Ever since The Elder Scrolls V: Skyrim was released into the wild, the world immediately assumed that Fallout 4 was in development. Despite many many attempts from the developers to dissuade us from this belief, Fallout 4 has probably been one of the most highly anticipated games for a while. With a fairly tame holiday season, does Fallout 4 deliver the megatons that it was expected to? I will be keeping this review as spoiler-free as possible.
The main plot of Fallout 4 consists of the main protagonist being conned into going into Vault 111, which he/she thinks is a safe haven for their family. It is, in a sense, but things quickly go awry when you realise that you’ve been led into a cryogenic experiment. Yes, you’re safe from the deadly radiation, but you emerge 200 years later, alone. Your character wants to find his son, and goes off on a journey through the wastelands of Fallout 4 to achieve this goal. There is a short video right at the beginning of Fallout 4, which sets the theme, war, war never changes.
Fallout 4 starts off quite slowly, as it tends to. If you like exploring and loved Fallout 3 or Skyrim, you will love this game. It actively encourages you to look in every nook and cranny, and even entices you with things that you can’t get to yet, but you’ll want to come back for when you can. You can be either a male or female protagonist in the game, and the character modification tools are very impressive and in-depth. You have 21 points to distribute throughout your S.P.E.C.I.A.L. attributes, with all the skills having a base level of 1. It doesn’t matter too much where you put these points initially, but when you get access to the perk chart, you will want to use that knowledge to plan your character a little better. That’s because you will have the opportunity to change these attributes once before you exit the vault.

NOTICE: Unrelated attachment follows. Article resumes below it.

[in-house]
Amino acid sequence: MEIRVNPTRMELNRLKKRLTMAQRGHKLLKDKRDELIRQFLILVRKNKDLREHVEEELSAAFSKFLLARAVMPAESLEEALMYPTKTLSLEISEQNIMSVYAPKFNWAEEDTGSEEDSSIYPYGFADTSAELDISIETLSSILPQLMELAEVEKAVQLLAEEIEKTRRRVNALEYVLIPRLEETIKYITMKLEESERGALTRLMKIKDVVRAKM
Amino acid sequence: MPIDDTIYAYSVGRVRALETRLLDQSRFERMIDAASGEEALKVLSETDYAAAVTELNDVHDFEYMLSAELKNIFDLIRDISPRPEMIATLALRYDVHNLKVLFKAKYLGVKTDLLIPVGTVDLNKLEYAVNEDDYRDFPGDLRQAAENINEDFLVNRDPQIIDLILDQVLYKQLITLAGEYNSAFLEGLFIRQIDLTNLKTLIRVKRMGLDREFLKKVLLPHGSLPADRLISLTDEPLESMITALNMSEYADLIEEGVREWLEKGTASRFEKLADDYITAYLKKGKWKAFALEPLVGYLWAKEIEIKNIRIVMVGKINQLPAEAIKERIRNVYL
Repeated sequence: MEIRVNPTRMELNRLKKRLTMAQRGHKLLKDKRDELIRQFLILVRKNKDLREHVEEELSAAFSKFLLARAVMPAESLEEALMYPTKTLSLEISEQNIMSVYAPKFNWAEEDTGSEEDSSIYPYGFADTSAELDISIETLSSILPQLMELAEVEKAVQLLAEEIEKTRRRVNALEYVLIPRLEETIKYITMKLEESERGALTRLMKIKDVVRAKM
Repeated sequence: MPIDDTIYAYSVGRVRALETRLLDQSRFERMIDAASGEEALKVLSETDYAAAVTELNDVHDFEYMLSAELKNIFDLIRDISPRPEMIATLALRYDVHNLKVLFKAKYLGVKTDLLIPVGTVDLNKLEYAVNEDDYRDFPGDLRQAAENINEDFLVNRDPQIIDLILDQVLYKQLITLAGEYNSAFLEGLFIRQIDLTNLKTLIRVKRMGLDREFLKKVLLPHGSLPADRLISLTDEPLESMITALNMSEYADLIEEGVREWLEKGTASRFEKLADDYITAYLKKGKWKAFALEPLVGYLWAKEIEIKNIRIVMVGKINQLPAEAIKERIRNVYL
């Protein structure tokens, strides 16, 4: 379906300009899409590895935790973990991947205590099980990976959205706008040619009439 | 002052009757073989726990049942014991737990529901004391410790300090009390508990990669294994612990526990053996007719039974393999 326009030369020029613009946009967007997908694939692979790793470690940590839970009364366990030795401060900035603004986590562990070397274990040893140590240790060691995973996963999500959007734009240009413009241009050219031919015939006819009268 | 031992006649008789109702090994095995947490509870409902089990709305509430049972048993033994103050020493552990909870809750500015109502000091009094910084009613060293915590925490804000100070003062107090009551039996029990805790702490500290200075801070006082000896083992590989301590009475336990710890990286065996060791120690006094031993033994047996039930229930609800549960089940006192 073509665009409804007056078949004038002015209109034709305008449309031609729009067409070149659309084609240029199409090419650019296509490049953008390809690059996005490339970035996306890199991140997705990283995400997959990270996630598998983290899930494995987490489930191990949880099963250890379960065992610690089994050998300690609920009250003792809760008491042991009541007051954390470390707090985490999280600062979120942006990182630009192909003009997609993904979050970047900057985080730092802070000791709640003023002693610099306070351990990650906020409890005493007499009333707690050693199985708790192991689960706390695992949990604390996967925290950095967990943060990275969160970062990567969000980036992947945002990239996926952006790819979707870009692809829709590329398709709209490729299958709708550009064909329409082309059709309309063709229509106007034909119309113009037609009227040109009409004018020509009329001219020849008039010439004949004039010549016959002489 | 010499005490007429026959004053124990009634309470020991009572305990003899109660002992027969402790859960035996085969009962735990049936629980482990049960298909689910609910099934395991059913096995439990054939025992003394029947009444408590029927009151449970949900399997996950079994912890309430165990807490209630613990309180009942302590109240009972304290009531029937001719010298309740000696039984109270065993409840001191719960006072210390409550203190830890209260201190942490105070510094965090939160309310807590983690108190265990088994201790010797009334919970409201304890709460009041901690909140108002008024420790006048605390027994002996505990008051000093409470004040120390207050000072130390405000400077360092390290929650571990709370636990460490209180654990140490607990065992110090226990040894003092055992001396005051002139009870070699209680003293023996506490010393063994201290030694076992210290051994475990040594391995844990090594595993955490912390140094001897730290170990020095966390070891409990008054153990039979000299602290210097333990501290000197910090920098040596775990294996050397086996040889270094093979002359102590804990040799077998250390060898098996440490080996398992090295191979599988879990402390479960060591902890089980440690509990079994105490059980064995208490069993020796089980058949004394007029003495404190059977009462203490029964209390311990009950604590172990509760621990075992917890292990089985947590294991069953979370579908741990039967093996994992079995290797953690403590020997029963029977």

Skills have been merged into the S.P.E.C.I.A.L. system to simplify things. Fans of the old skills system may find this a little polarising, but it works quite well. There are essentially 10 perks for each special attribute, which correspond to the level of that skill. The first level of every perk on the perk chart can be unlocked straight away, as long as you’ve got put enough points into the S.P.E.C.I.A.L. attribute. However, the rest of the levels for each perk will require your character to be levelled up to a certain point. The perk chart is however quite cumbersome, and I honestly feel it would be far easier if there was a list of things to unlock, because it is very difficult to understand what is going on in this screen.